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Have started a paper on C++ and have, what most experienced C++ programmers would call, a small problem...

I am using Visual Studio 2008 and coding in Visual C++ with .NET. I am trying to code the tiniest of applications that will add a new line into a textbox everytime a button is clicked. Adding new lines is simple enough, but I am wanting to add an incrementing integer with each line, e.g if I click on a button the first time, "This is line 1" gets added into the textbox, and on second click "This is line 2" gets added into the textbox. I am a little rusty on my programming and can't think of a looping structure that will enable this.

Here is the code (with some pseudocode) for the button's handler below:

private: System::Void addLine_Click(System::Object^  sender, System::EventArgs^  e) {

    int i = 0;
    if(button is clicked){
      listBox->Items->Add("This is line " + i);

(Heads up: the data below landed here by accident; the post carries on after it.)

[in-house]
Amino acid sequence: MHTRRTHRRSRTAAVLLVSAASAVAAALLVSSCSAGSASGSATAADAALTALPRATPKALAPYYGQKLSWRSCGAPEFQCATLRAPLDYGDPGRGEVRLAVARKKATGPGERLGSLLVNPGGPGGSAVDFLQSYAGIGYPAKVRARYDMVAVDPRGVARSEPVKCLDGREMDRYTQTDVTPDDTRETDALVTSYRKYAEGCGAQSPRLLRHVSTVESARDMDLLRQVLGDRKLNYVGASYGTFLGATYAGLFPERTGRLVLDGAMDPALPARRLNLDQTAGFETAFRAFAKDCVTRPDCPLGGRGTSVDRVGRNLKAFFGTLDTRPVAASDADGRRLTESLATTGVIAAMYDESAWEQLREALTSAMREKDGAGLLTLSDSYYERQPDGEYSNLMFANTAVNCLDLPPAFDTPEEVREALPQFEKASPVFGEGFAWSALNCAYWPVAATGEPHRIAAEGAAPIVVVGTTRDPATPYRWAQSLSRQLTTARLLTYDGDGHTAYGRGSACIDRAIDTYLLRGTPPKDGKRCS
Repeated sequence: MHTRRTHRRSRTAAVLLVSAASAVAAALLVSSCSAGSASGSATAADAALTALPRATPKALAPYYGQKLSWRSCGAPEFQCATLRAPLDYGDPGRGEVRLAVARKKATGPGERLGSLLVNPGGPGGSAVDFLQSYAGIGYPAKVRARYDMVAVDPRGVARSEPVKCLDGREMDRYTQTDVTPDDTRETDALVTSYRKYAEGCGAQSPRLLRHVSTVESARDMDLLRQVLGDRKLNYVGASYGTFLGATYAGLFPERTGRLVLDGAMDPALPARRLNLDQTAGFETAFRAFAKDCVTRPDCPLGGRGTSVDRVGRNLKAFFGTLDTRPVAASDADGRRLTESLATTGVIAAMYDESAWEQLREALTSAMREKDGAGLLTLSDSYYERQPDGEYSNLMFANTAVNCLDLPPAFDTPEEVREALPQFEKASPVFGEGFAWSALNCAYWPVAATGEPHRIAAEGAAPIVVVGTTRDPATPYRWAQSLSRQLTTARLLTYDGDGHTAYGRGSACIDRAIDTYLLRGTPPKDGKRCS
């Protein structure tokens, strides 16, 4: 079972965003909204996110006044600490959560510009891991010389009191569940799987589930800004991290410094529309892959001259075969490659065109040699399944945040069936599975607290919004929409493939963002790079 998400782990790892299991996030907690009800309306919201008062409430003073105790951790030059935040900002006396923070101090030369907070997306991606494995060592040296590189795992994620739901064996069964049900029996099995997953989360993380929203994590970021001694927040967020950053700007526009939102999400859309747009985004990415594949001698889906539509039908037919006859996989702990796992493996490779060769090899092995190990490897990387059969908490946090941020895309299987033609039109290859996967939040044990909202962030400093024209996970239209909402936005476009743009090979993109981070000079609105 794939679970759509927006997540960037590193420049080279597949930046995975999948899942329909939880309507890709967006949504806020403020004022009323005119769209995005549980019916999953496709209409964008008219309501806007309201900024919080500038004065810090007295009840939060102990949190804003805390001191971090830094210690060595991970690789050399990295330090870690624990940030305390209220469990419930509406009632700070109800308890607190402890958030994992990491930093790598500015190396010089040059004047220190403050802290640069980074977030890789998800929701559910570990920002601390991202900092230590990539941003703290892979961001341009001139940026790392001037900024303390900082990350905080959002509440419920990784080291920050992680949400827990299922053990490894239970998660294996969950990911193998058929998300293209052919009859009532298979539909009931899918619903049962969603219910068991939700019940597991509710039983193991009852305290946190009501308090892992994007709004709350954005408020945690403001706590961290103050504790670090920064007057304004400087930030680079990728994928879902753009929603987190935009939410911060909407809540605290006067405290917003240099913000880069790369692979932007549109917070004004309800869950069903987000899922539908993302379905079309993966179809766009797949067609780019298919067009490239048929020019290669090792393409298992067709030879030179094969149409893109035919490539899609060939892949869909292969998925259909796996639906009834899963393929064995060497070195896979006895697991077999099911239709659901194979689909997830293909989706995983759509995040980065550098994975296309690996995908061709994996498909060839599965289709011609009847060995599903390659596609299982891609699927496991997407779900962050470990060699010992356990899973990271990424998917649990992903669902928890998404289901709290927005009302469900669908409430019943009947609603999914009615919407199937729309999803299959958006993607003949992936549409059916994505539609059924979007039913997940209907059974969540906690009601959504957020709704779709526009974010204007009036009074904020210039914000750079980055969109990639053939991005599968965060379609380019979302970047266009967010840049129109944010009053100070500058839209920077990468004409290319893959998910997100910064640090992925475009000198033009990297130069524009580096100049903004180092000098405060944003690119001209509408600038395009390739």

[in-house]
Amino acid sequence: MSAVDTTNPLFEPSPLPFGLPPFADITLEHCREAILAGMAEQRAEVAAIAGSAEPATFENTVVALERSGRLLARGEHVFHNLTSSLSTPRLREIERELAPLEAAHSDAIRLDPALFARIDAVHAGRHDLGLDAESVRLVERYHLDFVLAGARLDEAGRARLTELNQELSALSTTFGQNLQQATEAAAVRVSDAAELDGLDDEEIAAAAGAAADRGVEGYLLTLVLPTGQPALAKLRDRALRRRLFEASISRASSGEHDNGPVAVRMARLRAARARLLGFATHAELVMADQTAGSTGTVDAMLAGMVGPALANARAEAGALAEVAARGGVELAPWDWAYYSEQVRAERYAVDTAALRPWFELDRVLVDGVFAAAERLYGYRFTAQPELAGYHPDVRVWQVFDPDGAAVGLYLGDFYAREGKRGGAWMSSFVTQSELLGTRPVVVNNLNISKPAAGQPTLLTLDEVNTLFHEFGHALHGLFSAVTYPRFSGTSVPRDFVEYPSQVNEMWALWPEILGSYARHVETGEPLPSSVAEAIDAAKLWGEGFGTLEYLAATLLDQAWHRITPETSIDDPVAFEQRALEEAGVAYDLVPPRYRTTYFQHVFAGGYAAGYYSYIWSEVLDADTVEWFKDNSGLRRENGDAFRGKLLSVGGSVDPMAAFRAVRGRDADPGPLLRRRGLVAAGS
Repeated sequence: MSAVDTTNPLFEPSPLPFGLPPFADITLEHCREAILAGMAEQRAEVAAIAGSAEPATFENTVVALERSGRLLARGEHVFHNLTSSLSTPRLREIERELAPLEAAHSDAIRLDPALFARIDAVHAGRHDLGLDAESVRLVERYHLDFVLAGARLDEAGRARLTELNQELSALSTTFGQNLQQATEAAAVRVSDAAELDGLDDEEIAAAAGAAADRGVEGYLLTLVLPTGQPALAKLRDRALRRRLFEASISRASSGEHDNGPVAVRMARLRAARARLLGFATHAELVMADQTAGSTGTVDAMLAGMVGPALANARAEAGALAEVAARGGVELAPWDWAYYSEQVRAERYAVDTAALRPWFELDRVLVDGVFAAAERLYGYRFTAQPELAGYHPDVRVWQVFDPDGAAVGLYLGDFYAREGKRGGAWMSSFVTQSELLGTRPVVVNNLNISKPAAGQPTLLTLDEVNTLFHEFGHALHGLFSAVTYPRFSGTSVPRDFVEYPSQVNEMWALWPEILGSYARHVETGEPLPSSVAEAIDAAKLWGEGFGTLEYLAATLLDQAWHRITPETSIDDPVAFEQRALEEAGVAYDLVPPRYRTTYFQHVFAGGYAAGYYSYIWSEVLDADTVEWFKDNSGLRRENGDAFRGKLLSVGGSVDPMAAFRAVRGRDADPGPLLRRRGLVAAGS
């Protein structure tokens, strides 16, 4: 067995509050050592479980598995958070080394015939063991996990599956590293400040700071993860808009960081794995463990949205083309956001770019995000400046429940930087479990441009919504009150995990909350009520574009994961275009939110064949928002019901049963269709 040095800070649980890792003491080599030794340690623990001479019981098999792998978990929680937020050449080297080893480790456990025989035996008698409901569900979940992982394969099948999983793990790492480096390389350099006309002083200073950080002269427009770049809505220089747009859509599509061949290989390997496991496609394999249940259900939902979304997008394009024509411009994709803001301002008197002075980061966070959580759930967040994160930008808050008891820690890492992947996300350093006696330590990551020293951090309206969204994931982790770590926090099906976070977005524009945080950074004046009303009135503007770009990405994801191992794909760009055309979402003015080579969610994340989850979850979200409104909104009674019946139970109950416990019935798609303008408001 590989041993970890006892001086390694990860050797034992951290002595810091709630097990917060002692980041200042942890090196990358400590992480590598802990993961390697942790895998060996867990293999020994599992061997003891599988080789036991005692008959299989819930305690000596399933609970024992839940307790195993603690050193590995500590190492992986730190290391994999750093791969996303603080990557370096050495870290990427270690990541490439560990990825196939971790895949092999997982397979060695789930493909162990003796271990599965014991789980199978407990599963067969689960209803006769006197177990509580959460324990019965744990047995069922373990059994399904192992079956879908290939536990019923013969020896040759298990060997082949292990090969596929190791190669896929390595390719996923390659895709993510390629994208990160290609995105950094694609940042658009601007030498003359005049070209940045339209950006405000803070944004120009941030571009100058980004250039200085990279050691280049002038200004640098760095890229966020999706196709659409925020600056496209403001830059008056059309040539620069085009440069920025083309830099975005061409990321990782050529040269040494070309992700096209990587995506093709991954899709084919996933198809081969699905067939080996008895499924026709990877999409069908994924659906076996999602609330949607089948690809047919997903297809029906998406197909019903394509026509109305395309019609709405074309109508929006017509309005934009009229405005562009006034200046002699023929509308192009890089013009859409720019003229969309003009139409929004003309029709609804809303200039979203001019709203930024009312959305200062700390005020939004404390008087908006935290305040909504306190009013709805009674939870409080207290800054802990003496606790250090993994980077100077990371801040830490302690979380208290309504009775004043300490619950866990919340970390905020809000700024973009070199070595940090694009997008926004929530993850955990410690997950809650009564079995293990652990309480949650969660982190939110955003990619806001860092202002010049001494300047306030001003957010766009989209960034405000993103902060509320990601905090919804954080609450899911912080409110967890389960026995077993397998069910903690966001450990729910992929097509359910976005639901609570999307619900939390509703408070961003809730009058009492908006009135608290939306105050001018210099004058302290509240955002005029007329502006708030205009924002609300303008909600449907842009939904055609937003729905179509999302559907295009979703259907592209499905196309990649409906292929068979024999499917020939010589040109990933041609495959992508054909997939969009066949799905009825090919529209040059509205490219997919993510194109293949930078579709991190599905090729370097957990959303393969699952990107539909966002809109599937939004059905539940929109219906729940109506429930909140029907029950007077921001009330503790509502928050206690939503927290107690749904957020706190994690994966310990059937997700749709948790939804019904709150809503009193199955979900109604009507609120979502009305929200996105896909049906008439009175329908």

i++;
    }

}

Should output something like: 

This is line 1
This is line 2
This is line 3
This is line 4
This is line 5
             .
             .
             .
This is line i

The name of my button is "addLine" and the name of the list box I want these lines to appear in is called "listBox".

Thanks in advance for helping this C++ noob :).

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up vote 1 down vote accepted

i is a local variable so it will loose its scope whenever the function exits. Either you need to declare i as static or make it as a class variable.

private: System::Void addLine_Click(System::Object^  sender, System::EventArgs^  e) {

    static int i = 0;
    if(button is clicked){
      listBox->Items->Add("This is line " + i);
      i++;
    }

}
share|improve this answer
    
if you want to have access to it in different parts of the UI the member is the better option. – Tobias Langner Jul 20 '12 at 6:30
    
@TobiasLangner: Yes you are correct but seeing the problem i feel static would be more appropriate – Jeeva Jul 20 '12 at 6:33
    
I should have looked at my old Java code, I used to declare variables as static often. – Rob Jul 20 '12 at 6:39

i needs to be a member of the class - otherwise the increment does not survive the call of the function.

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